No cure for regret at memorial service

Published 7:45 am Wednesday, February 21, 2024

By Harold Brummett 
Denmark Star Route

I have heard it said someone cannot miss what they have not known. While this may be true in a sense, it is not an absolute truth. 

Last weekend I attended a memorial for one of my first cousins. My daughter and I figured it up once and as best as we could determine I had 34 first cousins. The memorial was for Greg Gant, who beside a rare family reunion, contact with Greg could be counted in minutes over the years. 

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The last real contact with Greg was when Uncle Billy, Aunt Melba, Kathy and Betty and Greg were living near us. Uncle Billy farmed with my dad Audley. Greg being several years younger, he and I did not have much contact even then. 

The only real remembrance was an incident in the corn patch when we were kids. Bubba Hannah (another first cousin) Greg and I were playing while Uncle Billy and Audley pulled corn. 

The three of us boys decided to bomb each other with dirt clods. Since the corn was thick and one could not throw through it, we used a high arc throw to reach the intended adversary. All went well until the adults took action after being inundated with dirt clod shrapnel. This resulted in Greg sent back to the house. Bubba and I retreated to the depths of the corn patch – hiding until the adults went back to work.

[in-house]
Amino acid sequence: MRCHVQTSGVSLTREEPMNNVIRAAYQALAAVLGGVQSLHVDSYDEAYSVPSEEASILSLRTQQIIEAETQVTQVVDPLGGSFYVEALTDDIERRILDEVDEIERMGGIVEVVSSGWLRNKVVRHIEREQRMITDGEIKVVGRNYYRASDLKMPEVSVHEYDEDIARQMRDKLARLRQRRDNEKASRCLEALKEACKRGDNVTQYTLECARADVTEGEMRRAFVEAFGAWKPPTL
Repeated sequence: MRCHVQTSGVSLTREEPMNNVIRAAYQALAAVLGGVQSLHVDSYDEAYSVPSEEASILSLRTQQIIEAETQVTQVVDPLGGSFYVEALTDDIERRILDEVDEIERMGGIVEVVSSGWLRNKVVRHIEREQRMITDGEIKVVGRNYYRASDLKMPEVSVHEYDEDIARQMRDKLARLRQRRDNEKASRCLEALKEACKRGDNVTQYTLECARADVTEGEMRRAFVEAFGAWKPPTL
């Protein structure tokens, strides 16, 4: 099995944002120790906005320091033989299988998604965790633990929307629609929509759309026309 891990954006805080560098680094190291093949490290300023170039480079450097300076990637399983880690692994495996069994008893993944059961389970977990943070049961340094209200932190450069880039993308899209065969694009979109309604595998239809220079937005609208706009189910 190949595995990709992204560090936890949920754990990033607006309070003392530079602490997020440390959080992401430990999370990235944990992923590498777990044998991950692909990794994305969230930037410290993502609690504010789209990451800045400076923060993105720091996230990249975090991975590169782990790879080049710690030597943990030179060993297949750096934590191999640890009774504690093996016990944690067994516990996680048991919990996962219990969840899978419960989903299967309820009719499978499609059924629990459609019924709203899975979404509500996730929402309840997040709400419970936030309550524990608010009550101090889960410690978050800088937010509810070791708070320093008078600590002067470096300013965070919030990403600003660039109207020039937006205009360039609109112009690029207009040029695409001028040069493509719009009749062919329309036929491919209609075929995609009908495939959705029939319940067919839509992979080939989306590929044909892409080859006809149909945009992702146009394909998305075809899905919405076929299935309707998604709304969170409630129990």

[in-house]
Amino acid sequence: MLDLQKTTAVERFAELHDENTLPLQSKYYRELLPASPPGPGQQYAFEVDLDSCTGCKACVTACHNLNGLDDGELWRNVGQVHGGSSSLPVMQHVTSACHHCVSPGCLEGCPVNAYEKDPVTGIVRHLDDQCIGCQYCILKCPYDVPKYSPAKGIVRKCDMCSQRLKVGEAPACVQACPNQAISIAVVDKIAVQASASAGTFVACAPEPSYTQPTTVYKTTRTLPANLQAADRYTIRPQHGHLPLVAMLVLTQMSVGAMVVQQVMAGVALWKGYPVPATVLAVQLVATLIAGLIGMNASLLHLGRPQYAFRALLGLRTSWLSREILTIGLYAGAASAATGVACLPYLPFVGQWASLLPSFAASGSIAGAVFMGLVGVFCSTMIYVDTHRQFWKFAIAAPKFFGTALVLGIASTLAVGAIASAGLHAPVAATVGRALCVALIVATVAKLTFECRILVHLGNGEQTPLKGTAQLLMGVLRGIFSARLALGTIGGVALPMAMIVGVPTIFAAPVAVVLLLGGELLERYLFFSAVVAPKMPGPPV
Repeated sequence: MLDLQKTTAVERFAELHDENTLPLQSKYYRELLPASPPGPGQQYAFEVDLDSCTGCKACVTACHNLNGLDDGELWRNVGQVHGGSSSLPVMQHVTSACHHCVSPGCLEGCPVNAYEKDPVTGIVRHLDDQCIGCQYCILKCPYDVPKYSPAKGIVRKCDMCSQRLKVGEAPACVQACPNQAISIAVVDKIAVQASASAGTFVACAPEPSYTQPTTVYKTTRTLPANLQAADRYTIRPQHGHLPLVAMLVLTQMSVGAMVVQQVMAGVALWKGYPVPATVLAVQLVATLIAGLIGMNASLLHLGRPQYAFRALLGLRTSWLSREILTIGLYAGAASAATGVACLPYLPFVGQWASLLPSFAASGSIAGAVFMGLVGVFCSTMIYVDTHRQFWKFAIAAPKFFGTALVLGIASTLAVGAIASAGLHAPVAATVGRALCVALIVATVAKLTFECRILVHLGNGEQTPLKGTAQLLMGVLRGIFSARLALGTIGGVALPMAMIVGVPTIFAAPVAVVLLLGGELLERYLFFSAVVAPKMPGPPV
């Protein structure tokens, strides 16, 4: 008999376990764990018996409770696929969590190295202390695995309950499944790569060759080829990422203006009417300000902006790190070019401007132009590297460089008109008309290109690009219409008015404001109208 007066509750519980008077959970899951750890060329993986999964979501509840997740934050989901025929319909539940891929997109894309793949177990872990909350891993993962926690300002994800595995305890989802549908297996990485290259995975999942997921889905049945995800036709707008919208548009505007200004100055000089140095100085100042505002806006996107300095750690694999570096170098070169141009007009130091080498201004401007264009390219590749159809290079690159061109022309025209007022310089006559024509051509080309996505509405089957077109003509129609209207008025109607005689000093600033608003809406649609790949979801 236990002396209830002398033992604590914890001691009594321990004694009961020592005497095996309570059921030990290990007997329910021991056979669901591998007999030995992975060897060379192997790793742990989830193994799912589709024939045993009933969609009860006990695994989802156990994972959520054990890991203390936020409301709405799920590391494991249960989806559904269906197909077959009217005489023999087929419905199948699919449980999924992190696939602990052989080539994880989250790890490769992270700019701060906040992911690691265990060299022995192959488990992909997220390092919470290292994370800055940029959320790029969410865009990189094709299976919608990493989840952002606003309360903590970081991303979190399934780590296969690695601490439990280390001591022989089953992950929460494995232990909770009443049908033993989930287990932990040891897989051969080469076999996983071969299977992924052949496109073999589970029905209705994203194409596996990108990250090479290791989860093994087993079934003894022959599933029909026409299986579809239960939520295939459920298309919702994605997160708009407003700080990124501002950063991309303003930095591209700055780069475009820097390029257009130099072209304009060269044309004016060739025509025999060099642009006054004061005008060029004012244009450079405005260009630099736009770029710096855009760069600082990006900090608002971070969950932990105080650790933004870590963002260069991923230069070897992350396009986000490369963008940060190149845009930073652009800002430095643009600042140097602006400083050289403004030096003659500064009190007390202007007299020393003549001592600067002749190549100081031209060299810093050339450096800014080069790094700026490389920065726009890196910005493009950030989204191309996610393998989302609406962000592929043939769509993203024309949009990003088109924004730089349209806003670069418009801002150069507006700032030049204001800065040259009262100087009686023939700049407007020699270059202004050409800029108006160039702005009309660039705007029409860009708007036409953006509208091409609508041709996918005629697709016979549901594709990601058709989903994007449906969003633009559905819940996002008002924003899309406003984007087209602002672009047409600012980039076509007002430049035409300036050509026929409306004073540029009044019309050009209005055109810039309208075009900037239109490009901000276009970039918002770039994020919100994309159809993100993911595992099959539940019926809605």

I listened to the memorial and wished I had a meaningful story to tell about Greg but the truth is, I didn’t know him.

What I did know was what my mother told me about other Gant relatives. Men like D.F. Gant, Mack Gant and Donnie Gant and Grandfather Fennel Gant. There were stories of adventures, fights, tricks and tricking on trades and deals. I could only imagine Greg as a character pulling life and verve out of every moment living life like those Gant ancestors.

Mother told me of Uncle Billy Gant and Uncle Kirk Gant and how as brothers they had a deep love for each other. This caring was to the point of when as boys they got angry at each other,  instead of fighting they would whip the other’s dog. 

Soon, mother said, they could only call their own dog. 

At the memorial, even though scattered through distance and time, one could feel caring amongst the relatives amid the loss and the pain. There is no one else to take the hurt out on, just sympathy and support for one another.

I don’t know the particulars of how Greg Gant met his end and I don’t want to know. Tragedy in itself is all the explanation needed. Regret for not knowing Greg as a man and cousin is ache enough.  Michael Cain (Kathy’s husband) said it is a shame when a memorial is what it takes to gather relatives together.